Oxtravaganza is when Darlo does Mardi Gras, as only Sydney’s LGBTQI+ hub can. Things will be looking a little different for Sydney’s most colourful annual festival, but for its fifth year Oxtravaganza is spilling over from one day into a two-week celebration and amplification of everything about Oxford Street and the suburbs that fabulously fringe it.
To find out more about the neighbourhood, and what has changed since last Mardi Gras, we spoke with the chair of the Darlinghurst Business Partnership, Stephan Győry. Stephan is the owner of the off-Oxford Street specialist record store named, conveniently, The Record Store. Having worked in music and vinyl stores in the area since 1996, Stephan has seen a lot of things change in Darlinghurst over the years – and some things that will never change.
“In this area there's a very strong gay and lesbian history. But the essence of that, beyond sexuality, is individualism, freedom and self expression. So that's why artists are drawn here, that's why young people are drawn here. And the shops, the businesses and the community reflect that, so I think that's what makes this place special,” he says.
The Record Store has been around for over two decades, and moved to its new location at the cusp of where Darlinghurst meets Surry Hills just two weeks before 2020’s lockdowns. At the store’s new location, on the corner of Crown Street and Campbell Streets, it's surrounded by vintage clothing stores, a bookshop, a small bar, and a gay cruising club (very Darlo).
Artists are drawn here, and the shops, the businesses and the community reflect that
Like the neighbourhood where the Record Store makes its trade, the product it sells has survived generations of change and challenges, and has become something formidably cool, even sought after. “Vinyl, it's been killed four times now, and it's still here,” says Stephan.
“If you want a relationship with music, you can't have it with Spotify, you know, and records are the last format left. Records, if you look after them, will last forever. We've got kids coming in who in lockdown have discovered their parents’ record collections, and then are bonding with their parents who are buying them turntables. Music speaks across all divides.”
While the record trade has found a new generation of collectors, all of the businesses in Darlo are this year losing a huge clientele.
“The parade is the biggest day for some businesses,” says Stephan. “It's not gonna be like a traditional Mardi Gras. We're not having any tourists, we don't have any international people.
“If you feel a connection to what Mardi Gras celebrates, then come to the area and make it your own. Come to a small bar, have dinner, go to a shop, you know, hang out. We'll be having drinks at our store regularly during the festival.”
Head to Oxford Street and surrounds between February 19 and March 7 for Oxtravaganza and browse some vinyl at The Record Store (34/277 Crown St) while you’re there. On Saturday, February 27 you can score special deals for Shop Till U Drop day (11am-6pm).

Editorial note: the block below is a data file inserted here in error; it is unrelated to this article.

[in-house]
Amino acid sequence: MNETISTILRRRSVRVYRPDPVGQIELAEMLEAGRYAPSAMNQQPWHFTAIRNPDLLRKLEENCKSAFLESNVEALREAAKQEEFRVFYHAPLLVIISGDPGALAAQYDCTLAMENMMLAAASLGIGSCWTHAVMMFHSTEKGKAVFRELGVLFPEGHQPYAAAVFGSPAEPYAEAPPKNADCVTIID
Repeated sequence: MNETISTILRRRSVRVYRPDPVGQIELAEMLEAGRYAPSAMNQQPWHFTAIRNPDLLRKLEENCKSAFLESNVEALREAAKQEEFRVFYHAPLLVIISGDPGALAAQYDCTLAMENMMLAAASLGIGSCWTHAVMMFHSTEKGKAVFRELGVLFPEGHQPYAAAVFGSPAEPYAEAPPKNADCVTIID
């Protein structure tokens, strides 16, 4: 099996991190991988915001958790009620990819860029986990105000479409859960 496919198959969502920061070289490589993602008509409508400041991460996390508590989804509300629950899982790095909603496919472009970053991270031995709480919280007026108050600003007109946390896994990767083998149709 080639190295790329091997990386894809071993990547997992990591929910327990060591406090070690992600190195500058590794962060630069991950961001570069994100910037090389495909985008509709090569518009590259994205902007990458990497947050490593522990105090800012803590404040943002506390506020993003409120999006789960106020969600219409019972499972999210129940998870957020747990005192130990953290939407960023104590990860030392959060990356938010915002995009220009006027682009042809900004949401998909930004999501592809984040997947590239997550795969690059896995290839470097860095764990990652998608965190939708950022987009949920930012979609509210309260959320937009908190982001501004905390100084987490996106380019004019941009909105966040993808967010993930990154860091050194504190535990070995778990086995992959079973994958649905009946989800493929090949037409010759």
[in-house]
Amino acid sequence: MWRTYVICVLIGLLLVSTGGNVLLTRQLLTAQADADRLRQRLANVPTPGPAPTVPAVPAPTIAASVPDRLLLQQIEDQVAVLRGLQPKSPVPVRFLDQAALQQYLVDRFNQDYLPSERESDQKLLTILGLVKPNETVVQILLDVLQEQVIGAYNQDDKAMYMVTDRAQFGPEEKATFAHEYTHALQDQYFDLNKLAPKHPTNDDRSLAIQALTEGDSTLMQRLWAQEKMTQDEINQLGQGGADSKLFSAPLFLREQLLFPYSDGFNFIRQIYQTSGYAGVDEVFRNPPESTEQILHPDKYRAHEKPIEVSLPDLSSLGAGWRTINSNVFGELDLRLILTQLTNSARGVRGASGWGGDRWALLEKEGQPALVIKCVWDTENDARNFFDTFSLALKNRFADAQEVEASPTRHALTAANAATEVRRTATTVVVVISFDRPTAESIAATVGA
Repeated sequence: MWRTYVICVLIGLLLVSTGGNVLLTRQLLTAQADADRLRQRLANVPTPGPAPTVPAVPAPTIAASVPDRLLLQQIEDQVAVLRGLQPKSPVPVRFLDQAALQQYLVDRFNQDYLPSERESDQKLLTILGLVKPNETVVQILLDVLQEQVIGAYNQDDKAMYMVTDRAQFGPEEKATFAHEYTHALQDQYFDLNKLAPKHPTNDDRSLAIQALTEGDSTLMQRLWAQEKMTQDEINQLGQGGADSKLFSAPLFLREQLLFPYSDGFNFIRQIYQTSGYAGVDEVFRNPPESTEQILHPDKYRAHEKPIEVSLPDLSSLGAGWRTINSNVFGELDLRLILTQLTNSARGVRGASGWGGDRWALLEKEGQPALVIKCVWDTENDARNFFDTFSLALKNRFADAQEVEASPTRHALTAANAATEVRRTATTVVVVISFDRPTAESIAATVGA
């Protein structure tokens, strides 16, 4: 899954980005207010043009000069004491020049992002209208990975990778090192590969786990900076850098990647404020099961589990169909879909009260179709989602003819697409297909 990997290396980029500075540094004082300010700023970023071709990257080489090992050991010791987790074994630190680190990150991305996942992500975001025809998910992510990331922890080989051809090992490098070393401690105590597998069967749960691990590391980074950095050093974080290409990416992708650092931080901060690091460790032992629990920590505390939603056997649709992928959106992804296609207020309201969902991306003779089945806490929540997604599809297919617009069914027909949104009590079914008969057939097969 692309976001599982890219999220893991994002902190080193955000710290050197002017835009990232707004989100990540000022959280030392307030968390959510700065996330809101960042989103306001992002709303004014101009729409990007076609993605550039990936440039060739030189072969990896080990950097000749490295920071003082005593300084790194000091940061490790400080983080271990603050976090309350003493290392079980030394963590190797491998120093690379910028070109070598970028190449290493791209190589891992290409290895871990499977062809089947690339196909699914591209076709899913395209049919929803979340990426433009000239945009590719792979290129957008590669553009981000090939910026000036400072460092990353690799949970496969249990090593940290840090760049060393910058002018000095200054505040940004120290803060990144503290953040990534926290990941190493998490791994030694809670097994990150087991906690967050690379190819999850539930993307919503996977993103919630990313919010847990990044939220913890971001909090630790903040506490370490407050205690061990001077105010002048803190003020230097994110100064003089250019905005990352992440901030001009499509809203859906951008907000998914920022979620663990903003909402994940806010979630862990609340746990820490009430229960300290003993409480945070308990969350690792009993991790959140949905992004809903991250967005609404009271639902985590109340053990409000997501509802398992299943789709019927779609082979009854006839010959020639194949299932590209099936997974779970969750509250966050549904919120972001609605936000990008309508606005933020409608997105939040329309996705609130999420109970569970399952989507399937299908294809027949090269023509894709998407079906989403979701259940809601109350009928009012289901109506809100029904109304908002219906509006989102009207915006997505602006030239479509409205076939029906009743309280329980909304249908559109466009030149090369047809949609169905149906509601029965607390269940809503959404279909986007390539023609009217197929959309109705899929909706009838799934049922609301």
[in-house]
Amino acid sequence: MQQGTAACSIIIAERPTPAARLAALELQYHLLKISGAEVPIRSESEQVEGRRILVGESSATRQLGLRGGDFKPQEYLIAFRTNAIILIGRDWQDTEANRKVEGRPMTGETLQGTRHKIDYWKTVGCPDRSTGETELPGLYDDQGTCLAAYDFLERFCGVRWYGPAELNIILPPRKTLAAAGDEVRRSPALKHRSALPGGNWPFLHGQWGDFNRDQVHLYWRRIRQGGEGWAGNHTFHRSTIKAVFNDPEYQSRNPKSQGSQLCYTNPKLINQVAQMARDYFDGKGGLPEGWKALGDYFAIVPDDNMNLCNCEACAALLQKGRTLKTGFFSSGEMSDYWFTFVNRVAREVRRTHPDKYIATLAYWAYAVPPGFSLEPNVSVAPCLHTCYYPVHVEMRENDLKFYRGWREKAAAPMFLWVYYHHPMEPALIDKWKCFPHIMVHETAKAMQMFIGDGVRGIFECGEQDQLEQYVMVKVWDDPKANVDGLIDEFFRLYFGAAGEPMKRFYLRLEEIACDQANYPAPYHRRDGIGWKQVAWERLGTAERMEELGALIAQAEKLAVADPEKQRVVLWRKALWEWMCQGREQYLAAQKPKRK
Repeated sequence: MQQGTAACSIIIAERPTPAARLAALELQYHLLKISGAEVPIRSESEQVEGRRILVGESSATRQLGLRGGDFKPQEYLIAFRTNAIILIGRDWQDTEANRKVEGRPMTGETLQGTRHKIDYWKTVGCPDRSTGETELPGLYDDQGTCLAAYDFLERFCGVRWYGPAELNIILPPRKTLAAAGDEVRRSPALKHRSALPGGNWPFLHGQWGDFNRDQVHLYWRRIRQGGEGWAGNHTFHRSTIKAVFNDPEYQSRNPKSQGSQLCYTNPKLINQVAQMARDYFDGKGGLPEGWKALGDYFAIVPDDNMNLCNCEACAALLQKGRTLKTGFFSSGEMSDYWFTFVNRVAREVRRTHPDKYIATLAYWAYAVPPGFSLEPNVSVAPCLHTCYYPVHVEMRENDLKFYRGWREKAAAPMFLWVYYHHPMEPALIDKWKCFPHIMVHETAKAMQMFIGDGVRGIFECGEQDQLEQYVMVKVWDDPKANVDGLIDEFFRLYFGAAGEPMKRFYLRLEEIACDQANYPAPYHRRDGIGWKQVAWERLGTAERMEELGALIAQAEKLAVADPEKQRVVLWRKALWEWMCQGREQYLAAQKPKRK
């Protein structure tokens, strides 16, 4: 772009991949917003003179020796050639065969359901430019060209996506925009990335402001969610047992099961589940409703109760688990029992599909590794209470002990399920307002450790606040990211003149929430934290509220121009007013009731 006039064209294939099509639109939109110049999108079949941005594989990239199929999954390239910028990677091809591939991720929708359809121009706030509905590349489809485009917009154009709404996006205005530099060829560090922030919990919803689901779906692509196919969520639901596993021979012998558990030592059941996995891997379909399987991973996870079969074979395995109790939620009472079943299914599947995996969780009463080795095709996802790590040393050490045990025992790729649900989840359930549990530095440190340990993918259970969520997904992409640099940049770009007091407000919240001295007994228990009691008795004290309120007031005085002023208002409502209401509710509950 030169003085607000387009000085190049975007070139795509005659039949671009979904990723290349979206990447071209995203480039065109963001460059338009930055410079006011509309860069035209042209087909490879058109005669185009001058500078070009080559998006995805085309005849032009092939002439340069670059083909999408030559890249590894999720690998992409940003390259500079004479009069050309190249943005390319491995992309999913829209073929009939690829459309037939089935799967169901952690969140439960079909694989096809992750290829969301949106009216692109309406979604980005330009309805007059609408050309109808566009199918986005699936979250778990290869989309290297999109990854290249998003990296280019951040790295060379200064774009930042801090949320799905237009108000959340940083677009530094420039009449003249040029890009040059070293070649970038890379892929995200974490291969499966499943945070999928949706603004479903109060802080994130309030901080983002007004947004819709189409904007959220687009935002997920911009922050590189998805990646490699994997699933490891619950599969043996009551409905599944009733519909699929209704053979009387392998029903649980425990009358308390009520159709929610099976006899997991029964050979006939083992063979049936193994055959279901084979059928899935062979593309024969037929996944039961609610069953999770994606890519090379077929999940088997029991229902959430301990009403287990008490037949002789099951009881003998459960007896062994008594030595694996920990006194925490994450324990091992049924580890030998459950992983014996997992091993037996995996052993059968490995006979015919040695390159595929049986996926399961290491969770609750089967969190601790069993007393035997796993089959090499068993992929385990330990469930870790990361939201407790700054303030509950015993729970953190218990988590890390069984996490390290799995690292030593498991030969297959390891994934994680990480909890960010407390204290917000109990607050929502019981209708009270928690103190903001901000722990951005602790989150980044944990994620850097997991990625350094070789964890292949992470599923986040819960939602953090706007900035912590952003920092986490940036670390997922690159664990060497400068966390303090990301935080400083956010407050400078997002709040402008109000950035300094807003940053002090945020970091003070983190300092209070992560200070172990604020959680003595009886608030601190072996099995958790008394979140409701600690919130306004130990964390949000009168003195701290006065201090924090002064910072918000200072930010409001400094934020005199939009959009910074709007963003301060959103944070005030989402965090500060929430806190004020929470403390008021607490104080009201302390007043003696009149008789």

Oxtravaganza is just one of several Mardi Gras Festival events happening on Oxford Street and the pink mile that have been supported by the City of Sydney. Others include:
Promotion: Picnic Surry Hills
Pubs, cafés and venues are offering special Picnic menu deals and offers all weekend of March 6-7. Picnic in the Pubs will offer live music, entertainment and drink specials at haunts including Tilly May’s upstairs at the Trinity Hotel, the Carrington, the Shakespeare Hotel, the Dove & Olive and others. A limited-edition picnic blanket will be available for purchase from selected Picnic partners to support local community groups and charities. Mar 6-7.
Festival: Art Month Sydney
Art Month Sydney is a city-wide festival that celebrates contemporary art, artists and galleries through a program of exhibitions, workshops, panel discussions, artist studio visits, tours, precinct nights, parties and more, and several of its events are taking place in the Oxford Street area. Mar 4-28.
Sing-a-long: Thirsty Thursdays at the Eternity Playhouse
Andrew Bukenya hosts this night of live music, feasting and revelry in the heart of Darlo as audience members and special guests are invited to get on the mike and sing showtunes. Miss Bev, Zara Stanton and Andrew Worboys will be part of this coming together of music theatre folks and fans. Eternity Playhouse, 39 Burton St, Darlinghurst. 7pm. Thu Feb 18.
Exhibition: Darlings and Dissidents
If you take a stroll along Oxford Street and its laneways and scan the QR codes you'll uncover photographs and information about the colourful history of the Golden Mile, from Indigenous peoples to razor gangs to the very first Mardi Gras. Darlinghurst. Feb 19-Mar 8.
Cabaret: Bona to Varda
This queer variety show takes place over two nights at Stonewall's Oxtravaganza Lounge, level 2, and features Aaron Manhattan, Bernie Van Tiel, Jason Winston, Lady Fur, Marcus Whale, Miss 3D, Rhys Lightning and Mistress Tokyo & Paloma Negra. Stonewall, 175 Oxford St, Drlinghurst. Feb 26-27.
Workshop: Queer Lyfe
This is a life drawing class where LGBTQIA+ performers are the models and anything goes. Bring your creativity and an open mind. Ching-a-Lings, Lvl 1/133 Oxford St, Darlinghurst. 7pm. $30. Wed Feb 24.
Comedy: Comedy Oxtra
Sydney’s most likeable queer comedians club together on the same bill for a one-off night of hilarity starring Rosie Piper, Alex Reynolds, Naomi Mourra, AJ Lamarque and Lily Starr. Stonewall, 175 Oxford St, Drlinghurst. 7.30pm. $25. Sun Feb 28.
The Mardi Gras Parade on Sat Mar 6 is a ticketed event taking place at the Sydney Cricket Ground. Ticketed special events and viewing parties are taking place in and around the Oxford Street precinct. For Covid safety reasons the City of Sydney is asking that only ticket holders and reservation holders visit the area on the evening of Sat Mar 6.